UPDATE: Backpacker Tax Appeal

UPDATE: Backpacker Tax Appeal

UPDATED: April 2020

Backpacker Tax Timeline

A history of the controversial backpacker tax:

  • The government first unveiled its backpacker tax plans in its 2015 budget, revealing that working holiday makers would be taxed at 32.5 per cent from their first dollar, starting on July 1, 2016.
  • December 2016 – Federal Government secured support of the greens to set the backpacker tax rate at a compromised 15%. In exchange for support from the Greens, the Government also agreed to reduce the percentage of superannuation backpackers forfeited when they leave Australia from 95 to 65 per cent.
  • Backpacker tax of 15 per cent in place from 1/1/17
  • October 2019 – Backpacker tax ruled illegal by court
  • November 2019 – The Australian Tax Office (ATO) appeals against a federal court ruling that Australia’s backpacker tax is discriminatory.

Backpacker Tax Appeal

The Australian Tax Office (ATO) has appealed against a federal court ruling that Australia’s backpacker tax is discriminatory.

“Working holiday makers who may potentially be entitled to a refund are encouraged to wait until the appeal has been decided before seeking a refund, amending their return or objecting” according to the ATO website.

No changes will be made to the tax until the appeals process has concluded.

You can signup now to receive notification when the appeal has been completed and to find out if you are able to make a claim.

The Backpacker Tax has been ruled invalid by Australian Court

In a landmark decision, the Federal Court in Brisbane has ruled that the controversial Backpacker Tax cannot lawfully be applied to citizens of the UK, the US, Germany, Finland, Chile, Japan, Norway and Turkey.

On Wednesday 30 October 2019, the Court found that the tax breached non-discrimination clauses which are built into tax treaties that Australia has signed with each of these eight countries.

The Backpacker Tax was introduced in January 2017. The law imposed a higher rate of income tax on backpackers who entered Australia on a 417 or 462 Working Holiday Visas.

In short, the tax-free threshold of $18,200 that applied to working holidaymakers was replaced with a 15% tax rate on all income up to $37,000.

As a result, backpackers were taxed at a higher rate than Australian residents.

However, Justice Logan of the Federal Court in Brisbane has ruled the Backpacker Tax invalid.

The legal action against the Backpacker Tax was initiated by TaxBack on behalf of working holidaymakers from the eight countries.

Tax treaties

Australia has tax treaties in place with its major trading partners, and almost all contain a non-discrimination clause that prohibits unequal tax treatment of the citizens of these countries.

TaxBack CEO, Joanna Murphy, welcomed the Court decision, saying it validated important protections for foreign citizens who choose to visit Australia on a working holiday.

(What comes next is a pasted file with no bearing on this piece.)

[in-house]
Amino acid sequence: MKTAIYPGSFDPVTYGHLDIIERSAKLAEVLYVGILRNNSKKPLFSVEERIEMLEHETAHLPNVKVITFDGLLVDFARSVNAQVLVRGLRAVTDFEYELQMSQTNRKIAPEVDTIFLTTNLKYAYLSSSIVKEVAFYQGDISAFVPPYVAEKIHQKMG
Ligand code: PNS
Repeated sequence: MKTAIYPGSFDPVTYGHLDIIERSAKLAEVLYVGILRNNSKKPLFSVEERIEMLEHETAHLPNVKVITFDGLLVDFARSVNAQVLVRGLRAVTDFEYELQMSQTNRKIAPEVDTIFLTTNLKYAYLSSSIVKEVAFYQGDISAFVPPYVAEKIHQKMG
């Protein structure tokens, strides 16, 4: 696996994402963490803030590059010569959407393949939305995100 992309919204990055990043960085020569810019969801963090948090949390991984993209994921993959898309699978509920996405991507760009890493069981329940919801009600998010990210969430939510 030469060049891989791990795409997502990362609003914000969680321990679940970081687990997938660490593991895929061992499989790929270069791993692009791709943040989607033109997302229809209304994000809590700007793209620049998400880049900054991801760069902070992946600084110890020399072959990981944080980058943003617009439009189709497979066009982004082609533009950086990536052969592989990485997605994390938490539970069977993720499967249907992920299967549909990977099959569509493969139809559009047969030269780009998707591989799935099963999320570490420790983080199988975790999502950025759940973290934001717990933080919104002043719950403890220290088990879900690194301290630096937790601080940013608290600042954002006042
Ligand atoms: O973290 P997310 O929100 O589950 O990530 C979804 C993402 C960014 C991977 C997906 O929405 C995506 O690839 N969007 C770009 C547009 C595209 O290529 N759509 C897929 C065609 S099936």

“We’re delighted that the Court has accepted our argument and look forward to the Government restoring the previous, and fairer, taxation arrangements that applied to holiday workers.
“In our view it was very clear, when the tax was introduced in 2017, that it discriminated against foreign workers and breached several international tax agreements,” she said.

The judge’s ruling could set a precedent going forward as it is highly unusual for a country to have different tax regimes for countries from similar territories.

The Australian Court has decided that any backpacker who spends 10 months in Australia will be treated as a resident for tax purposes. It is likely that this will account for the majority of backpackers that visit Australia.

How does the Backpacker Tax affect me?

If you’re a backpacker currently in Australia, or someone who has previously worked in Australia on a working holiday visa, you are probably wondering what all this means.

Let’s look at some scenarios;

If you’re from one of the following countries; USA, UK, Germany, Finland, Chile, Japan, Norway or Turkey – there is good news for you!

The previous tax rate (Backpacker tax) has been ruled invalid and will no longer apply to you.

This means you could be entitled to a substantial tax refund.

If you have worked in Australia during the years 2017 – 2019 and have already filed a tax return, TaxBack will be happy to investigate if you are due a larger tax refund than you previously received.

Alternatively, if you have just began working in Australia, you should notice a different tax rate being applied to your wages. And as a knock on effect, it is likely that you will have a larger tax refund waiting for you at tax time!

However, if you are from a country outside of the 8 listed above; it’s not all bad news. TaxBack are still in talks with the court and the ATO and we are anticipating further developments soon.

In the meantime, you can claim a range of different expenses on your Australian tax-filing application and it is likely that you will have an income tax refund waiting for you.

Of course, we can’t forget about Superannuation either! You can apply for your Superannuation refund with TaxBack and the average amount our customers receive is $1,908 AUD.

Great news

The ruling is undoubtedly great news for backpackers.

Thousands of backpackers who have worked in Australia over the last three years will likely be entitled to significantly larger tax refunds.

Backpackers can apply for their maximum legal tax refund online with TaxBack here.

And backpackers who have previously claimed an Australian tax refund can sign up here with TaxBack to investigate whether they are entitled to an increased refund.